Synopsis – Successful author Veronica Henley finds herself trapped in a horrifying reality and must uncover the mind-bending mystery before it’s too late.
My Take – With America finding itself in the middle of a deplorable escalation of racial violence and discrimination across the country it seems fitting that Lionsgate would release a provocative thriller centered on the horrors of slavery to cash in the drift.
Honestly what send this film prior to its release on my watch-list was how it uniquely inserted science fiction elements into the mix, with time travel type ploy playing a source of nightmare. Hyping the film to an extend that it was expected the receive an applauding response parallel to that of director Jordan Peele‘s 2017 dramatic horror ‘Get Out’. Unfortunately that not the case here.
While the end product is quite polished and seems uniquely envisioned, it isn’t scripted strongly, and just lacks the emotional core to carry it all the way through despite the utilization of the horrors of black slavery.
What makes matters worse is that the film is nothing like advertised, a horror film. Sure, its contents and messages are frightening, and its antagonists monsters in human guise, but it is never enough to push the film into the horror genre like the expertly crafted misleading trailers so badly wanted to. Though first time writers/directors Gerard Bush and Christopher Renz do deserve points for trying to run the film as a grim drama with a searing damnation of racism, the sudden reveal, equivalent to a particular film from director M. Night Shyamalan, which too upon release saw middling reviews, just downs the film.
This is a kind of film that required true storytelling daring to pull off. A film that would blur history, fantasy, and darkest nightmare, with the cleverest calibration, while striking a balance between thrills and social commentary, but instead the film ends up using horrors of slavery as tropes of the genre to create shock and thrill.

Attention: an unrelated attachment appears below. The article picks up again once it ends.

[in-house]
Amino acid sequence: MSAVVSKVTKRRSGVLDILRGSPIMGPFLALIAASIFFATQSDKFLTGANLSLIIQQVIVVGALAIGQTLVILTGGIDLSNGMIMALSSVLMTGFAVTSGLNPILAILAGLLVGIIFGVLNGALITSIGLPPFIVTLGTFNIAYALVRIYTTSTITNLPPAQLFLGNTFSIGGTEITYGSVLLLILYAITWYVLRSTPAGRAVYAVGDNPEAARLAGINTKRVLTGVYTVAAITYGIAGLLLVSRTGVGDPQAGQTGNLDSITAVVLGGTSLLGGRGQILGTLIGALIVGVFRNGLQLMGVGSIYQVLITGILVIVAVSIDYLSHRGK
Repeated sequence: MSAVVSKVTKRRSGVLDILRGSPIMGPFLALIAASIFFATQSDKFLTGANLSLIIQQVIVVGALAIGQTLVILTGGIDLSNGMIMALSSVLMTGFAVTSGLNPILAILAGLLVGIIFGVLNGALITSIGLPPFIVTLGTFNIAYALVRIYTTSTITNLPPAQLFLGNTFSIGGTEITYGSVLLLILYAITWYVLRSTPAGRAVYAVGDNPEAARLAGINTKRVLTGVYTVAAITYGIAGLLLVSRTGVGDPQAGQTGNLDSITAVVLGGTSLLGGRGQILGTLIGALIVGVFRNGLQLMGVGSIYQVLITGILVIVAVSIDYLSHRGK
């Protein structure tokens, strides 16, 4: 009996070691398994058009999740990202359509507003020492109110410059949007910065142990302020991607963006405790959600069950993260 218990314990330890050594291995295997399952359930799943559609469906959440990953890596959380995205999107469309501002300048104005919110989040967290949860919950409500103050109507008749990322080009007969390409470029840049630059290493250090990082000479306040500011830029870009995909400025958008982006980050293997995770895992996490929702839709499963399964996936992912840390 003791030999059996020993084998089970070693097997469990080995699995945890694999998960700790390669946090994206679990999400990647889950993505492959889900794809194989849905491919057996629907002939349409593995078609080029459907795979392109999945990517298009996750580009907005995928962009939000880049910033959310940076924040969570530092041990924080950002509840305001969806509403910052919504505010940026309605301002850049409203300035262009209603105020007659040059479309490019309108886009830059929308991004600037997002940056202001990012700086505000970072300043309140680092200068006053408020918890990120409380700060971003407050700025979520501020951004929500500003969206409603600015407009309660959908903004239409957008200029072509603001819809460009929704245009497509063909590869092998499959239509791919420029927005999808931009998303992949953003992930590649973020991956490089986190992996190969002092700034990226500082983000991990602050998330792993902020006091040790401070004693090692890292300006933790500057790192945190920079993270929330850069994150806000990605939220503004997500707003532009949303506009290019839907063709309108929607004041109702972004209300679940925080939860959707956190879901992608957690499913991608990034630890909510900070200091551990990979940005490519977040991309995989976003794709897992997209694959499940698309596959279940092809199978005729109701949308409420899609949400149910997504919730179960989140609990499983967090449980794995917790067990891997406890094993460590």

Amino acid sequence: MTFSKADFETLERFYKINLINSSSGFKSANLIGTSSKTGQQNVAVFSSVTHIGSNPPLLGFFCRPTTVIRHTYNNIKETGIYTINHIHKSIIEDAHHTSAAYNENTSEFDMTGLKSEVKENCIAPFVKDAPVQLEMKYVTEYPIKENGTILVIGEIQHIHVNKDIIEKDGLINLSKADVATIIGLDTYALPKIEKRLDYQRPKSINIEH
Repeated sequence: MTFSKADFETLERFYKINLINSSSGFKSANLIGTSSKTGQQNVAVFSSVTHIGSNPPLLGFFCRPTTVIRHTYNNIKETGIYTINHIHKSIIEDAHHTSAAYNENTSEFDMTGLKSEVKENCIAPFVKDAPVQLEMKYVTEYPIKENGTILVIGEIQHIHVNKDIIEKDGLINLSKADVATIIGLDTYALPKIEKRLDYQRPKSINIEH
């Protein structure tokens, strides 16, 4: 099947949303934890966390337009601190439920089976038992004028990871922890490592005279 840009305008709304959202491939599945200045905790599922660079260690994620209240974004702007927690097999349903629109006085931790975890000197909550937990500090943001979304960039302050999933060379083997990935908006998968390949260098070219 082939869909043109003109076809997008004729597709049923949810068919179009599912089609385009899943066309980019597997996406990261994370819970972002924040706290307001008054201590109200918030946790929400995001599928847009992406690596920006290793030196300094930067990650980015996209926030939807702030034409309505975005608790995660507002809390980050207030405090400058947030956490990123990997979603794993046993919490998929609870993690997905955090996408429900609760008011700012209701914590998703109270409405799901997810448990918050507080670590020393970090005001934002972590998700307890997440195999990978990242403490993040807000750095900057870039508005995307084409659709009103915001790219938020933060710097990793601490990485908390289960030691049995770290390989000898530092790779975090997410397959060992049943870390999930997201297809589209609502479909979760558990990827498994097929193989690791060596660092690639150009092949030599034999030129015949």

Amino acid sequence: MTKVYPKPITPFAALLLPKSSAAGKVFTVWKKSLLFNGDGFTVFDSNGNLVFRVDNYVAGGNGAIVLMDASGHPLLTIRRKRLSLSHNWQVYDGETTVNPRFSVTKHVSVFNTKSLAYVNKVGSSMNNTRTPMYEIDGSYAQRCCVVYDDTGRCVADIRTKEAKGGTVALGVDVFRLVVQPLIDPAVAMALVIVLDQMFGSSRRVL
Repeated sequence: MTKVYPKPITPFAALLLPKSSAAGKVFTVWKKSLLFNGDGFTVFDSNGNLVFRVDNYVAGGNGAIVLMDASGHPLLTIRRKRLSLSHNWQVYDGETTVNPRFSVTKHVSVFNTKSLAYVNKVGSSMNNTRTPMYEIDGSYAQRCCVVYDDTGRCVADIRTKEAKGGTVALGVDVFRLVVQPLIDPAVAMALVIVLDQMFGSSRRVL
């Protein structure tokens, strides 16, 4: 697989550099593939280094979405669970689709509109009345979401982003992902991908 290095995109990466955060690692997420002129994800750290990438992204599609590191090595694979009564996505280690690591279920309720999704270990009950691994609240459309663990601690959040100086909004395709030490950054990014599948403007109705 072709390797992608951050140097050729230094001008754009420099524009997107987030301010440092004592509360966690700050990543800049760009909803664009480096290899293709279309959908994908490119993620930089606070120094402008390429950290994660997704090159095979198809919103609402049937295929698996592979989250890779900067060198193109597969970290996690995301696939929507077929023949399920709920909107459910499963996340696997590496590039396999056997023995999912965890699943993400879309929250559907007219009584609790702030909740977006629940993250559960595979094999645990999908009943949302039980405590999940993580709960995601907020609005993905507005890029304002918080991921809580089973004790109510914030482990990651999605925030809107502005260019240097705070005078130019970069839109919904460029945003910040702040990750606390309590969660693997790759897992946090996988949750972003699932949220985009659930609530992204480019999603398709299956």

The story follows Eden (Janelle Monáe), one of the many slaves held prisoner on a rural Confederate soldiers quartered cotton plantation, whose latest attempt to escape has been foiled by Captain Jasper (Jack Huston), leaving her fellow escapees dead, her branded by the general (Eric Lange), and at the mercy of the owner, Elizabeth (Jena Malone).
Back in present day Washington, Eden was Veronica, a respected academic, activist and author who specialized in African American disenfranchisement, along with a gorgeously appointed home and a loving family. That is until she heads south to New Orleans for a speaking engagement, and finds herself cornered in a realm of terror that upends her very reality.
What initially sounded like a fascinating adaptation of author Octavia Butler’s chilling 1979 masterpiece novel, Kindred, instead fumbles the narrative ball and goes deep diving as the machinations of the plot are not subtle and the film seems more interested in showcasing torture rather than illuminating the racism that lives on today.
The film’s first act is just a ceaseless torrent of violence and abuse: One woman is killed for trying to run away; Eden is forcibly branded by her captors; and, in an especially distressing scene, a Confederate soldier sexually assaults an enslaved woman. Here, the terrifying realities of slavery are just reduced to horror-film tropes, with the cycle of violence seemingly existing only to hype up the climactic sequence of revenge.
Directors Gerard Bush and Christopher Renz believe they have a clever film in hand, and treated with subtlety, could have resulted in a splendid film. But the third act is this film’s undoing. It embraces a twist that comes out of nowhere; one that undermines the real-life horrors of slavery the first act so eloquently echoed. To add to the flavor, we also get an elaborate action set-piece at the end which wraps things up in a humdrum way.
It seemed like the film had a point to make, that insidious prejudice still exists today, and that some white Americans would all too happily participate in the institution of slavery if given the chance. But not only do the antagonists rob the Black characters of any agency and humanity, the story itself does too.
Which is shame because Janelle Monáe literally kills it here with her powerful performance. She wows in the lead role and counterbalances the star’s composed restraint with the zealous theatricality, even when delivering cringe-inducing lines. Gabourey Sidibe is the only provided the opportunity to light up the film with a big, bright, sassy, funny, take-charge attitude and she does that wholeheartedly.
The white antagonists played by Eric Lange, Jena Malone, Jack Huston and Robert Aramayo don’t get much to do, but go over the top with their evil deeds. While in supporting roles, Kiersey Clemons, Marque Richardson, Tongayi Chirisa, Lily Cowles and London Boyce are alright. On the whole, ‘Antebellum’ falls woefully short of its potential, despite an intriguing concept, due to a paint by numbers style of execution.
Rated – R
Run Time – 105 minutes